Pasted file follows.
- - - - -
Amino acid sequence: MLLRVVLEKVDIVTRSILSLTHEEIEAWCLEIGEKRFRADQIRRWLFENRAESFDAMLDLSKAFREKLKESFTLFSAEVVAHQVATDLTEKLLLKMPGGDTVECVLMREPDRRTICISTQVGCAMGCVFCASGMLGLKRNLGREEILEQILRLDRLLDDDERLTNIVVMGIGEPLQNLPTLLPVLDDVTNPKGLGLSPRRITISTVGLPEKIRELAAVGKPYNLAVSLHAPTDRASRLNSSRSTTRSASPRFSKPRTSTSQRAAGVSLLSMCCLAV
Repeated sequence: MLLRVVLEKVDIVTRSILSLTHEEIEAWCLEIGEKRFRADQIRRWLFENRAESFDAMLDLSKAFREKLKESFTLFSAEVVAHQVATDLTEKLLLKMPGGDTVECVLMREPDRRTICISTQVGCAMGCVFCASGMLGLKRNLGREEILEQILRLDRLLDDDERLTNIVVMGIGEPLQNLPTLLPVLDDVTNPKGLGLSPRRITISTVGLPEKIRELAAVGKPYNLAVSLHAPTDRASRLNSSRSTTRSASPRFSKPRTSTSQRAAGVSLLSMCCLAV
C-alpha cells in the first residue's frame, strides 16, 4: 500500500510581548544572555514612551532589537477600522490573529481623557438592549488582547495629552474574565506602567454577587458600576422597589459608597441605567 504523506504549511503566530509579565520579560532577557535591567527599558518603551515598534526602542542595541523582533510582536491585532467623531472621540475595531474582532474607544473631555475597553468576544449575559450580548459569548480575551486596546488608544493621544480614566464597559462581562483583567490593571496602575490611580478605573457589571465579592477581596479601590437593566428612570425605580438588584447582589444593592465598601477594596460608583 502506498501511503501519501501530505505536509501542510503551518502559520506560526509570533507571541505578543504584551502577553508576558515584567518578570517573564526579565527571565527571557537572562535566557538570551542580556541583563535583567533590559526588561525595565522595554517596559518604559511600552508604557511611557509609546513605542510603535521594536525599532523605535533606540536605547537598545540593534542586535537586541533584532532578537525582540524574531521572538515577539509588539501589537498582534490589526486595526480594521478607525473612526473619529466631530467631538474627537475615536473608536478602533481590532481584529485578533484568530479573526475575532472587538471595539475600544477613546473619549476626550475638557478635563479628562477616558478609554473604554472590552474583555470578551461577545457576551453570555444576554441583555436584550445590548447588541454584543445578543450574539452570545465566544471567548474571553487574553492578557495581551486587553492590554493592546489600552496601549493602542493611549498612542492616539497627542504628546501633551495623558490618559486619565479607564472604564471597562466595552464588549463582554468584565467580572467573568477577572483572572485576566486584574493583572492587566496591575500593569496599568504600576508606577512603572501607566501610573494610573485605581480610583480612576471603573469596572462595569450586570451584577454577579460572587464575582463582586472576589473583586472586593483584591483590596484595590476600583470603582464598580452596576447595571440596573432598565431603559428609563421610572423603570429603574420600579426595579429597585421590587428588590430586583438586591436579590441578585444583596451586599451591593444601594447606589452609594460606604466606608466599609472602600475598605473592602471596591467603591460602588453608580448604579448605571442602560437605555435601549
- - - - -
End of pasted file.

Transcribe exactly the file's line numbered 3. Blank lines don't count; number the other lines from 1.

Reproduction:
C-alpha cells in the first residue's frame, strides 16, 4: 500500500510581548544572555514612551532589537477600522490573529481623557438592549488582547495629552474574565506602567454577587458600576422597589459608597441605567 504523506504549511503566530509579565520579560532577557535591567527599558518603551515598534526602542542595541523582533510582536491585532467623531472621540475595531474582532474607544473631555475597553468576544449575559450580548459569548480575551486596546488608544493621544480614566464597559462581562483583567490593571496602575490611580478605573457589571465579592477581596479601590437593566428612570425605580438588584447582589444593592465598601477594596460608583 502506498501511503501519501501530505505536509501542510503551518502559520506560526509570533507571541505578543504584551502577553508576558515584567518578570517573564526579565527571565527571557537572562535566557538570551542580556541583563535583567533590559526588561525595565522595554517596559518604559511600552508604557511611557509609546513605542510603535521594536525599532523605535533606540536605547537598545540593534542586535537586541533584532532578537525582540524574531521572538515577539509588539501589537498582534490589526486595526480594521478607525473612526473619529466631530467631538474627537475615536473608536478602533481590532481584529485578533484568530479573526475575532472587538471595539475600544477613546473619549476626550475638557478635563479628562477616558478609554473604554472590552474583555470578551461577545457576551453570555444576554441583555436584550445590548447588541454584543445578543450574539452570545465566544471567548474571553487574553492578557495581551486587553492590554493592546489600552496601549493602542493611549498612542492616539497627542504628546501633551495623558490618559486619565479607564472604564471597562466595552464588549463582554468584565467580572467573568477577572483572572485576566486584574493583572492587566496591575500593569496599568504600576508606577512603572501607566501610573494610573485605581480610583480612576471603573469596572462595569450586570451584577454577579460572587464575582463582586472576589473583586472586593483584591483590596484595590476600583470603582464598580452596576447595571440596573432598565431603559428609563421610572423603570429603574420600579426595579429597585421590587428588590430586583438586591436579590441578585444583596451586599451591593444601594447606589452609594460606604466606608466599609472602600475598605473592602471596591467603591460602588453608580448604579448605571442602560437605555435601549